“You might want to take your glasses off,” Chuck said.
“Right. Thank you.” The man took them off and placed them safely to the side.
Chuck shrugged out of his denim jacket and dropped it behind him. He watched as the stranger took out a hearing aid from each ear. Odd. He hadn’t noticed those. Good call, though. Then it occurred to him: he’d never seen someone do that before a fight. It struck him as funny. Maybe absurdity could end this before it began.
Chuck started by taking off his shirt. The stranger surprised him by taking off his suit coat, yanking his tie away and removing his own shirt.
Chuck grinned, kicking his boots off. The stranger glared at him and stooped to untie his loafers and set them aside.
Their socks came next. Chuck unbuckled his belt and shoved his pants down. The stranger did the same. Chuck wondered if he would balk at the next step. Chuck had nothing to be ashamed of. Maybe the stranger wouldn’t go so far.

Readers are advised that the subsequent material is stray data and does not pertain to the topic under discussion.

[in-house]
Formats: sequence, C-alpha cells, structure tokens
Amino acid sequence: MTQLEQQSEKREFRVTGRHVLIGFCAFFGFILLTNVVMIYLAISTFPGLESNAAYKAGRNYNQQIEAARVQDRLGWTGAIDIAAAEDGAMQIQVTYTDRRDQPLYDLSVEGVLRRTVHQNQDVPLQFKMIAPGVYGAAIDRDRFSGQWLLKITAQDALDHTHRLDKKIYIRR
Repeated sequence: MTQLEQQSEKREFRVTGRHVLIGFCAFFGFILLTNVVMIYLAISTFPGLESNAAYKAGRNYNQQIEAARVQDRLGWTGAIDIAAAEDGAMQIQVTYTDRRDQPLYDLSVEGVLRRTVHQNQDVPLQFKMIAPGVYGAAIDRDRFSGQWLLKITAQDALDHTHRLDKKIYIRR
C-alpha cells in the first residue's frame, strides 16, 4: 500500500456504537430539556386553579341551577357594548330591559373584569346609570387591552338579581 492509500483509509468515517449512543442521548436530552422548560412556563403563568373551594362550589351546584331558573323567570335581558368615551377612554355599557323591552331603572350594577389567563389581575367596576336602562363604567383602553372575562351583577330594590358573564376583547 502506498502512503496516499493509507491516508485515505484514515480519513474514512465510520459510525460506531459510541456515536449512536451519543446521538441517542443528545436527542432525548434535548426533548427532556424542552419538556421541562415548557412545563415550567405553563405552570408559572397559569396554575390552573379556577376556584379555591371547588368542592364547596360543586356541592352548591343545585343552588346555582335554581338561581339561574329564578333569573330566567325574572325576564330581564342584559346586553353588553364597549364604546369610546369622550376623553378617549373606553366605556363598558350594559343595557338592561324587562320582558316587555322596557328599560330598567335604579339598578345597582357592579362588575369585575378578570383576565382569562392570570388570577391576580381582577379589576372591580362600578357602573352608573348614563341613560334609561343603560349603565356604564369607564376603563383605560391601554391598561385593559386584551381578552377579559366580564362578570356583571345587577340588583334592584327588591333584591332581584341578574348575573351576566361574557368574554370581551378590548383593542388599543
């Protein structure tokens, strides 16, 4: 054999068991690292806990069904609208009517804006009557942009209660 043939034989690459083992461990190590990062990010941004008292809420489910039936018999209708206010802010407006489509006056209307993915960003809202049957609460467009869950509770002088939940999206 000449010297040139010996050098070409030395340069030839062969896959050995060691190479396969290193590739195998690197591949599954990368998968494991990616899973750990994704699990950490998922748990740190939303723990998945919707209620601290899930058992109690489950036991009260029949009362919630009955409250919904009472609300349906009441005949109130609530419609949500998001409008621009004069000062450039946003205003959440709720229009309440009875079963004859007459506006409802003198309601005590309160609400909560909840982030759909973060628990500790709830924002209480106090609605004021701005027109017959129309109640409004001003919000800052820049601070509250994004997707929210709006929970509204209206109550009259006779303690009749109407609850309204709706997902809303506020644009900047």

Chuck pulled his boxers down and kicked them away. Now he wore nothing except the exceptional amount of body hair that his genetics had cursed him with.
The stranger didn’t hesitate. He whipped his briefs down and stepped out of them. “Now can we fight?” Holding his fists up.
Jesus Christ! This guy just did not know when to quit. He was barely aware of the other commuters, some stopping to watch, others slowing to get a picture. Most ignored them, rushing to get to their homes.
Chuck was no longer amused by this situation. He felt anger flush his face and neck. The sudden urge to beat this man within an inch of his life nearly overwhelmed him. But no. He couldn’t do a thing like that. No one would see things from his perspective.
“You know what? No, I’m not ready to fight yet.” Chuck forced pressure to build up in his head until his eyes popped out. He caught them and gently placed them among his clothes. “Don’t want those to get damaged.”
He couldn’t see it, but he heard the popping sounds of the stranger removing his own eyes.
“Certainly don’t want this bruised.” Chuck plucked off his genitals, carefully placing them by his eyes.
Another pop from the stranger. Wow, that guy wasn’t afraid of a single thing in the universe.